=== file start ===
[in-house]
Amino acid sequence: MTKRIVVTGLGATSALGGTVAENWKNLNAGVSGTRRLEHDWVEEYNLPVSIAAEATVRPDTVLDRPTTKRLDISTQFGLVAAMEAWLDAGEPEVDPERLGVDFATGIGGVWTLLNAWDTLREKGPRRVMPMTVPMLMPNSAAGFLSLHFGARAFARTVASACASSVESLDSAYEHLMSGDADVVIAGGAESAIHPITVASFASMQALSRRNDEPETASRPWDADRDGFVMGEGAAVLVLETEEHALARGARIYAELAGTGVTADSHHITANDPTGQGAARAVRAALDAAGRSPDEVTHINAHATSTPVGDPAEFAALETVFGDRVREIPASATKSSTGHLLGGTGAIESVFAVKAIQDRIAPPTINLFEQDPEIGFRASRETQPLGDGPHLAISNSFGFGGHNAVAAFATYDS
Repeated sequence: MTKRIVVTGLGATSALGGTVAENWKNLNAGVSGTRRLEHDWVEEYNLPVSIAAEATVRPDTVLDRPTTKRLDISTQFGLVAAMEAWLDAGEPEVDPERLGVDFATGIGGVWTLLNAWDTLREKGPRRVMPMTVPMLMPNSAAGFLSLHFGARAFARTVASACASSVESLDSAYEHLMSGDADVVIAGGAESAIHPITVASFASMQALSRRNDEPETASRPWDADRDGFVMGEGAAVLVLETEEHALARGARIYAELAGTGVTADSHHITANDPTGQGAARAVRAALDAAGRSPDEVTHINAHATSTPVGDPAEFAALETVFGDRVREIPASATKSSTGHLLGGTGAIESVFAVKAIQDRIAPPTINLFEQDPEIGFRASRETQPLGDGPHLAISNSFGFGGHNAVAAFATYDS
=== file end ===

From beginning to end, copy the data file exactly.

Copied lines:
[in-house]
Amino acid sequence: MTKRIVVTGLGATSALGGTVAENWKNLNAGVSGTRRLEHDWVEEYNLPVSIAAEATVRPDTVLDRPTTKRLDISTQFGLVAAMEAWLDAGEPEVDPERLGVDFATGIGGVWTLLNAWDTLREKGPRRVMPMTVPMLMPNSAAGFLSLHFGARAFARTVASACASSVESLDSAYEHLMSGDADVVIAGGAESAIHPITVASFASMQALSRRNDEPETASRPWDADRDGFVMGEGAAVLVLETEEHALARGARIYAELAGTGVTADSHHITANDPTGQGAARAVRAALDAAGRSPDEVTHINAHATSTPVGDPAEFAALETVFGDRVREIPASATKSSTGHLLGGTGAIESVFAVKAIQDRIAPPTINLFEQDPEIGFRASRETQPLGDGPHLAISNSFGFGGHNAVAAFATYDS
Repeated sequence: MTKRIVVTGLGATSALGGTVAENWKNLNAGVSGTRRLEHDWVEEYNLPVSIAAEATVRPDTVLDRPTTKRLDISTQFGLVAAMEAWLDAGEPEVDPERLGVDFATGIGGVWTLLNAWDTLREKGPRRVMPMTVPMLMPNSAAGFLSLHFGARAFARTVASACASSVESLDSAYEHLMSGDADVVIAGGAESAIHPITVASFASMQALSRRNDEPETASRPWDADRDGFVMGEGAAVLVLETEEHALARGARIYAELAGTGVTADSHHITANDPTGQGAARAVRAALDAAGRSPDEVTHINAHATSTPVGDPAEFAALETVFGDRVREIPASATKSSTGHLLGGTGAIESVFAVKAIQDRIAPPTINLFEQDPEIGFRASRETQPLGDGPHLAISNSFGFGGHNAVAAFATYDS